Not only was Figaro” a grand suc­cess, but to this day it is the old­est con­tin­u­ous­ly per­formed opera in the world and ranks in the top five of most crit­ics’ lists. Figaro” led to a com­mis­sion for Don Gio­van­ni,” also con­sid­ered one of the great operas of all time; Don Giovanni’s” suc­cess encour­aged Joseph II to com­mis­sion Cosi Fan Tutte,” an ever pop­u­lar sex­u­al farce that mim­ic­ked not only Da Ponte and Mozart’s actu­al lives, but that of the Emperor’s as well.

Don Gio­van­ni

How­ev­er, Da Ponte’s real life escapades — and Jew­ish her­itage — con­tin­ued to get him into trou­ble with the Haps­burgs. When Joseph II died and his broth­er, Leopold, took over the throne, the out­spo­ken Da Ponte found him­self in trou­ble and was once more forced to flee. In 1791 at age forty-two, and after twen­ty years of phi­lan­der­ing, he snuck back into the Vene­to and was mar­ried to Nan­cy Grahl, anoth­er Con­ver­so, by a rab­bi. They would remain faith­ful to each oth­er for the next forty years of their lives.

It was not safe for Da Ponte, a Jew­ish Con­ver­so priest, to remain in the Vene­to, and so he and Grahl emi­grat­ed, first to Lon­don, and then to New York in 1805. Ear­ly mod­ern New York was no haven for Jews and so Da Ponte con­tin­ued his pre­tense of being Catholic. Ever the sur­vivor, Da Ponte first opened up a dry goods store in New Jer­sey and then, lat­er, he start­ed an Ital­ian book­store in low­er Man­hat­tan. It was here he met and became friends with Clement Moore, a pro­fes­sor whose father was the Epis­co­pal Bish­op of New York and the head of what became Colum­bia University.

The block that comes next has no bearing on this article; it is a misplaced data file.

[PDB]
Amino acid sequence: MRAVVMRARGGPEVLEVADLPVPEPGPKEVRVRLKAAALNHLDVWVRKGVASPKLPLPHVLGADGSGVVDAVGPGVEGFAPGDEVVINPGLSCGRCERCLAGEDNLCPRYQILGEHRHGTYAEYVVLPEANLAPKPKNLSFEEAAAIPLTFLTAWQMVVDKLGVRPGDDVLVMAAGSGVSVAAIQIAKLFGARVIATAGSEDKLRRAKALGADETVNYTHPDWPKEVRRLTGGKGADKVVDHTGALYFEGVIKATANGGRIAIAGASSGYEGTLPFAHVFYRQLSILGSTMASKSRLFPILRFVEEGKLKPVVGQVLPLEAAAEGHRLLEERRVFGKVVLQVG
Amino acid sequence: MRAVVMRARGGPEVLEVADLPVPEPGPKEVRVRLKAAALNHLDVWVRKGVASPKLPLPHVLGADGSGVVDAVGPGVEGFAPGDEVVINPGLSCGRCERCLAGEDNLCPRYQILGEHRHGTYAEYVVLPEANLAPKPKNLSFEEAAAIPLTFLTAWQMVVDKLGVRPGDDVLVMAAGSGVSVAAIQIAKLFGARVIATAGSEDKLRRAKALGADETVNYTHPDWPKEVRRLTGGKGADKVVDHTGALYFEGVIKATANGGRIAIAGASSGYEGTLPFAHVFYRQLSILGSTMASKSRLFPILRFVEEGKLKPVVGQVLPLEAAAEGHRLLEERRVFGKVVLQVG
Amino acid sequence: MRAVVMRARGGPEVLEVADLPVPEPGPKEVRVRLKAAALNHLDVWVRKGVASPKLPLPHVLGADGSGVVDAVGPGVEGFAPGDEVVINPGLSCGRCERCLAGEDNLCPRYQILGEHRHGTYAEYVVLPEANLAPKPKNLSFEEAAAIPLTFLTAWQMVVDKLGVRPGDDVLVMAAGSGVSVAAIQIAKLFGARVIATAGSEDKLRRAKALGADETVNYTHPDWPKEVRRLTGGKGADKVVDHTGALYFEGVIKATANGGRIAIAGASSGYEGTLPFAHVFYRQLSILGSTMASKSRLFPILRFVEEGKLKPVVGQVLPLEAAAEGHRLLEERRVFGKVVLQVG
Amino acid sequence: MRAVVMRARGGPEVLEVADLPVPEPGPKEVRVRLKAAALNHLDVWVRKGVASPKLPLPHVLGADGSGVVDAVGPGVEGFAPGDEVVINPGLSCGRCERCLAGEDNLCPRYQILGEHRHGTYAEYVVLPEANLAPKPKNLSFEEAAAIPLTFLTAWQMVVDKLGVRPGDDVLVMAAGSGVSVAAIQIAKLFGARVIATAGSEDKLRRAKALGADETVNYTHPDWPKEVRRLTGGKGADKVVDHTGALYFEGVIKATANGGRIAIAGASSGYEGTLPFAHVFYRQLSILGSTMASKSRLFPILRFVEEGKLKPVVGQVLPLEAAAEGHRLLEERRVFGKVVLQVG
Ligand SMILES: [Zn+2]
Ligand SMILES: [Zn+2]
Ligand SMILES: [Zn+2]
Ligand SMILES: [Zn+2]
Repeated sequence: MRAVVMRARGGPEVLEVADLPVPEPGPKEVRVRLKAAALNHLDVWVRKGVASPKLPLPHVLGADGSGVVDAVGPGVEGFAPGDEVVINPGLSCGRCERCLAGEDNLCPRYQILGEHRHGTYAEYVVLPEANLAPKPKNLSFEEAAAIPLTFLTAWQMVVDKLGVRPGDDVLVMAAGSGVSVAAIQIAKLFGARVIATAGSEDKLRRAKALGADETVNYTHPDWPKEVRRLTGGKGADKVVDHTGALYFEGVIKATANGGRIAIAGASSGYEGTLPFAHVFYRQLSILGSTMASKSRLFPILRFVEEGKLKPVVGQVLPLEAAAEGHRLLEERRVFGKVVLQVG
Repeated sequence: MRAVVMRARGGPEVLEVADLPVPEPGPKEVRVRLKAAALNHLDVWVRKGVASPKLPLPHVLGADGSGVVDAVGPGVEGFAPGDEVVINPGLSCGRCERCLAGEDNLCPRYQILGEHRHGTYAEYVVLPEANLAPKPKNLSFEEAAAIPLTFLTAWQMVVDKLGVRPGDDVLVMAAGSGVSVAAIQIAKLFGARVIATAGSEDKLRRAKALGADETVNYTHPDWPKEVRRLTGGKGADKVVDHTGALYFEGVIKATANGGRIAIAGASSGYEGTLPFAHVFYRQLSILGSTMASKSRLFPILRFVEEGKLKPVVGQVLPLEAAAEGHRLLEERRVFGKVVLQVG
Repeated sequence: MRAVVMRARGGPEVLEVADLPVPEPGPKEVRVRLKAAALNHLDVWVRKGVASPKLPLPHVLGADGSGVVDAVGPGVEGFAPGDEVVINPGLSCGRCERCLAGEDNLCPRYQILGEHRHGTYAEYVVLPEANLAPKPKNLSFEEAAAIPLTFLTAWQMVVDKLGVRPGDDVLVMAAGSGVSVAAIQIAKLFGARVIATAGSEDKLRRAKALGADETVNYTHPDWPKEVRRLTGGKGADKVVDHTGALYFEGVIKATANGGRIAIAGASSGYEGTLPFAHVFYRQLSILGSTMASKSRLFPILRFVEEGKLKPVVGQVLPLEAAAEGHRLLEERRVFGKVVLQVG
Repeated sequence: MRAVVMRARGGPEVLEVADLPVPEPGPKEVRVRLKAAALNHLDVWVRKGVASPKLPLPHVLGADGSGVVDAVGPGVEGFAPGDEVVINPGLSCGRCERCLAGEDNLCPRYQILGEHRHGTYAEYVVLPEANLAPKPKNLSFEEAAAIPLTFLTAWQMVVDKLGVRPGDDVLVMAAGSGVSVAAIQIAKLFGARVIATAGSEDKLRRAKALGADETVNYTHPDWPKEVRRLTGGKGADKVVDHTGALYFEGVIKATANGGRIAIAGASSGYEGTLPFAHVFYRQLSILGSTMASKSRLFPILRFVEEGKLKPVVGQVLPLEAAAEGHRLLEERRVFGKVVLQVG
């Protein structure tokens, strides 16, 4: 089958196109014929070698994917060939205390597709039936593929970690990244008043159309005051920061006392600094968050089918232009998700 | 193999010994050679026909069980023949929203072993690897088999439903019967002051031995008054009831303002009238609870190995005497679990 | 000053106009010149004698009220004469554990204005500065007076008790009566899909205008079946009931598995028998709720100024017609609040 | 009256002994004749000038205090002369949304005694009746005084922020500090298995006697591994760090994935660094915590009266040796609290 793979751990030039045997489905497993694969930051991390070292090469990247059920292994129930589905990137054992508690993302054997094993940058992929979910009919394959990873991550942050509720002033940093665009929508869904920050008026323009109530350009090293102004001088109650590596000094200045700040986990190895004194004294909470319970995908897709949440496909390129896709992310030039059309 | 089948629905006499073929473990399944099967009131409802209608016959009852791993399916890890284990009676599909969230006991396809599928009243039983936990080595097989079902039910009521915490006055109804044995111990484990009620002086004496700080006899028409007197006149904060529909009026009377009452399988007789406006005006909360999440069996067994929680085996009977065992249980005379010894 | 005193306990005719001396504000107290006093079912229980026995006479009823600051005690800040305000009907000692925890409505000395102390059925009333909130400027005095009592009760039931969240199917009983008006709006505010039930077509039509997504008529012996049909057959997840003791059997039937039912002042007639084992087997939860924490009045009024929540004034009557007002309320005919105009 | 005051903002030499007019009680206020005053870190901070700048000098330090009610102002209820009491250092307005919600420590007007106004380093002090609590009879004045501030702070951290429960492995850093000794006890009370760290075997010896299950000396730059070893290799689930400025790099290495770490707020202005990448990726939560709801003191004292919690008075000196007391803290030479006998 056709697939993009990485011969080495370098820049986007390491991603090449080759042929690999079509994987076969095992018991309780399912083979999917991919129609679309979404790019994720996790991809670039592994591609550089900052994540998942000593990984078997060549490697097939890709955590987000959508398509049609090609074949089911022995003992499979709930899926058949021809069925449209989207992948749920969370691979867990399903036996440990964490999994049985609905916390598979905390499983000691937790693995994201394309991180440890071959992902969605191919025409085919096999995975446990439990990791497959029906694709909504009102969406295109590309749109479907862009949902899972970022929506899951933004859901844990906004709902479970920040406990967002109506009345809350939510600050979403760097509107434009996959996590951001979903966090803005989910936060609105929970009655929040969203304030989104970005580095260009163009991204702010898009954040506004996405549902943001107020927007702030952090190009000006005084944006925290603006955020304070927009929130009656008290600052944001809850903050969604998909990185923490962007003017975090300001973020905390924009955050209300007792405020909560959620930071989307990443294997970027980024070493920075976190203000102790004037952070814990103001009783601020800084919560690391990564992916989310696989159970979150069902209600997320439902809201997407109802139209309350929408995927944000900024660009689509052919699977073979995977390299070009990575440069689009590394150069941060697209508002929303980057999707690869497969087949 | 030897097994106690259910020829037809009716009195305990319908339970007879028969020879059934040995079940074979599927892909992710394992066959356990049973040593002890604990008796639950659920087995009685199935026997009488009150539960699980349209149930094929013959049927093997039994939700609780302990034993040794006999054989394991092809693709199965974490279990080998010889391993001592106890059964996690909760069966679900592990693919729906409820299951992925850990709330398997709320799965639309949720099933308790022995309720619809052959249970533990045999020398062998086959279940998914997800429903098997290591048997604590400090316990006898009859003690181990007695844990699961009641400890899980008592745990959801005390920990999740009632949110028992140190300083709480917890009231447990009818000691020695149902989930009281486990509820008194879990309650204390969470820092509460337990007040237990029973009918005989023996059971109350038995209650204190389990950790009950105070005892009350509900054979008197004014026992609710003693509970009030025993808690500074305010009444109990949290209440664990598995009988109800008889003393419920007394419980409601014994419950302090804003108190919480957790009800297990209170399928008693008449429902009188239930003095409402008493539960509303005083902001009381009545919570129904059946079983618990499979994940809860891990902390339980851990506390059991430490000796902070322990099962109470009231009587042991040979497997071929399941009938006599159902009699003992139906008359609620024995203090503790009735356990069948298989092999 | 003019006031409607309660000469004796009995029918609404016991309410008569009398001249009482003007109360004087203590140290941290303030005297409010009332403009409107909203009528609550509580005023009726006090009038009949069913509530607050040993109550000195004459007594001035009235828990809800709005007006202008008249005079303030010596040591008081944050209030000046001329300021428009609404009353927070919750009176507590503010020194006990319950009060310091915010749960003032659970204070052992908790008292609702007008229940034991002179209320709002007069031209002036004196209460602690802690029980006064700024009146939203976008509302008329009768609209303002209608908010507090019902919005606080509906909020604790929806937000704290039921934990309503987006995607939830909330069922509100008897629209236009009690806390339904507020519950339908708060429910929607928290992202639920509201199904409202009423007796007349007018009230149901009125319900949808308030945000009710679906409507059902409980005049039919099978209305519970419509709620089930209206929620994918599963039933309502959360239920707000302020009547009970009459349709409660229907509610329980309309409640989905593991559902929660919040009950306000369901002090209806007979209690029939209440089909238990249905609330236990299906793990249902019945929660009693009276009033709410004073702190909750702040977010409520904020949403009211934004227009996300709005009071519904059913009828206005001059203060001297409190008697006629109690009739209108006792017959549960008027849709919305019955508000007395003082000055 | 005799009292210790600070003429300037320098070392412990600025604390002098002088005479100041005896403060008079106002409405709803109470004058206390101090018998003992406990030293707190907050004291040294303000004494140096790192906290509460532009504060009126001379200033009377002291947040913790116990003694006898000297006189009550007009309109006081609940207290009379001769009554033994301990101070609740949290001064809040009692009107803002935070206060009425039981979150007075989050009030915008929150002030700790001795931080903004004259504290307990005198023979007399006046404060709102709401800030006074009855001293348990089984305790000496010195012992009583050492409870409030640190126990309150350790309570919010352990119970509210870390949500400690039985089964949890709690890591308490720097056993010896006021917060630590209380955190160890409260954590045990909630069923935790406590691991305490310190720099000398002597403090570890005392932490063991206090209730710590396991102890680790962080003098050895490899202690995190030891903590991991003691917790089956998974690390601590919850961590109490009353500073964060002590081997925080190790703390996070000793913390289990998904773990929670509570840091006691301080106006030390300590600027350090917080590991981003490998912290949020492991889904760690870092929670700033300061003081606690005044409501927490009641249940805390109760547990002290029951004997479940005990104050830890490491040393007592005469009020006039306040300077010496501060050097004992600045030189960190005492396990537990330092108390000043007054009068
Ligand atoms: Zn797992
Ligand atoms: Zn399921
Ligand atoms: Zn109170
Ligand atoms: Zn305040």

Moore — also the author of The Night Before Christ­mas” — intro­duced the Da Pontes to the elite soci­ety of New York City, includ­ing James Fen­i­more Coop­er, Wash­ing­ton Irv­ing, Samuel F. B. Morse, Williams Cullen Bryant, Hen­ry Wadsworth Longfel­low, and Joseph Bona­parte (Napoleon’s broth­er, who was then liv­ing there in exile).

The Moore’s engaged Da Ponte as the first teacher of Ital­ian at Colum­bia Uni­ver­si­ty. To this day, the Ital­ian Lan­guage Library at Colum­bia is named for Da Ponte​.In the 1820’s and 1830’s, with the finan­cial help of his friends, Da Ponte start­ed the first two opera com­pa­nies in New York City. These the­aters paved the way for the most pre­em­i­nent opera the­ater in Amer­i­ca today, the Met­ro­pol­i­tan Opera House.

Inspired by Casanova’s epic auto­bi­og­ra­phy, Da Ponte used his time in New York City to write his own account of his life; how­ev­er, one vol­ume of this is pur­port­ed to be missing,the secret diary that is thought to describe his life as a Jew­ish Converso.

Da Ponte passed away in 1838 at the age of eighty-nine and was buried in a Man­hat­tan Catholic church ceme­tery. But his grave has dis­ap­peared, leav­ing us to won­der if in fact his cof­fin was not per­haps rein­terred in some Jew­ish grave­yard under the name Emanuele Conegliano.

Howard Jay Smith is the award-win­ning author of Beethoven In love: Opus 139, and Meet­ing Mozart: From the Secret Diaries of Loren­zo Da Ponte. Smith serves on the board of direc­tors of the San­ta Bar­bara Sym­pho­ny and is a mem­ber of the Amer­i­can Beethoven Soci­ety. He is cur­rent­ly at work on a new nov­el about Giuseppe Verdi.